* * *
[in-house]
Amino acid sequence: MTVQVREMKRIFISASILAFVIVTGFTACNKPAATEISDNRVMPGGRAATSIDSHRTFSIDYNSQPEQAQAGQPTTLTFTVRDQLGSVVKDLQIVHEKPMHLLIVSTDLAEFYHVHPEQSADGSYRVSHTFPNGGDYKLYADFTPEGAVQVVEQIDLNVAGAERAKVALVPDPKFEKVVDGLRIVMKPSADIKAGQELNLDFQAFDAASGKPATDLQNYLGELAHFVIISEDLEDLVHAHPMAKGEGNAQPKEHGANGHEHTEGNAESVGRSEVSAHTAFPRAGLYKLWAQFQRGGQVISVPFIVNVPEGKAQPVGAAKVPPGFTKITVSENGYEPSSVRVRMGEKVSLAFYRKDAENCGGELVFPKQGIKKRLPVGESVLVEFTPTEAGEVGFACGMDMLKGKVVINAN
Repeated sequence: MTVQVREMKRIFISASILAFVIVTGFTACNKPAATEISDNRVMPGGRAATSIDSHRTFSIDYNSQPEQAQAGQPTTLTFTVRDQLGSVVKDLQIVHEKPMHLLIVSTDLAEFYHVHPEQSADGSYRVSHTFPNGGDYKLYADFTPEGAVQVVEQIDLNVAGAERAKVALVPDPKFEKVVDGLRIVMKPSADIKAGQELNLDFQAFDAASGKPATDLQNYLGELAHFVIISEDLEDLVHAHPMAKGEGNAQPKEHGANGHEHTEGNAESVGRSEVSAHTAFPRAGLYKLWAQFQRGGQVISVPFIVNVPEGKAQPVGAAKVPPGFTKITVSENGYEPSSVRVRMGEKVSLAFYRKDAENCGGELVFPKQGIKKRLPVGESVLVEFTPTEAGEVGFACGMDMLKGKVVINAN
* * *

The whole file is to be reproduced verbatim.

[in-house]
Amino acid sequence: MTVQVREMKRIFISASILAFVIVTGFTACNKPAATEISDNRVMPGGRAATSIDSHRTFSIDYNSQPEQAQAGQPTTLTFTVRDQLGSVVKDLQIVHEKPMHLLIVSTDLAEFYHVHPEQSADGSYRVSHTFPNGGDYKLYADFTPEGAVQVVEQIDLNVAGAERAKVALVPDPKFEKVVDGLRIVMKPSADIKAGQELNLDFQAFDAASGKPATDLQNYLGELAHFVIISEDLEDLVHAHPMAKGEGNAQPKEHGANGHEHTEGNAESVGRSEVSAHTAFPRAGLYKLWAQFQRGGQVISVPFIVNVPEGKAQPVGAAKVPPGFTKITVSENGYEPSSVRVRMGEKVSLAFYRKDAENCGGELVFPKQGIKKRLPVGESVLVEFTPTEAGEVGFACGMDMLKGKVVINAN
Repeated sequence: MTVQVREMKRIFISASILAFVIVTGFTACNKPAATEISDNRVMPGGRAATSIDSHRTFSIDYNSQPEQAQAGQPTTLTFTVRDQLGSVVKDLQIVHEKPMHLLIVSTDLAEFYHVHPEQSADGSYRVSHTFPNGGDYKLYADFTPEGAVQVVEQIDLNVAGAERAKVALVPDPKFEKVVDGLRIVMKPSADIKAGQELNLDFQAFDAASGKPATDLQNYLGELAHFVIISEDLEDLVHAHPMAKGEGNAQPKEHGANGHEHTEGNAESVGRSEVSAHTAFPRAGLYKLWAQFQRGGQVISVPFIVNVPEGKAQPVGAAKVPPGFTKITVSENGYEPSSVRVRMGEKVSLAFYRKDAENCGGELVFPKQGIKKRLPVGESVLVEFTPTEAGEVGFACGMDMLKGKVVINAN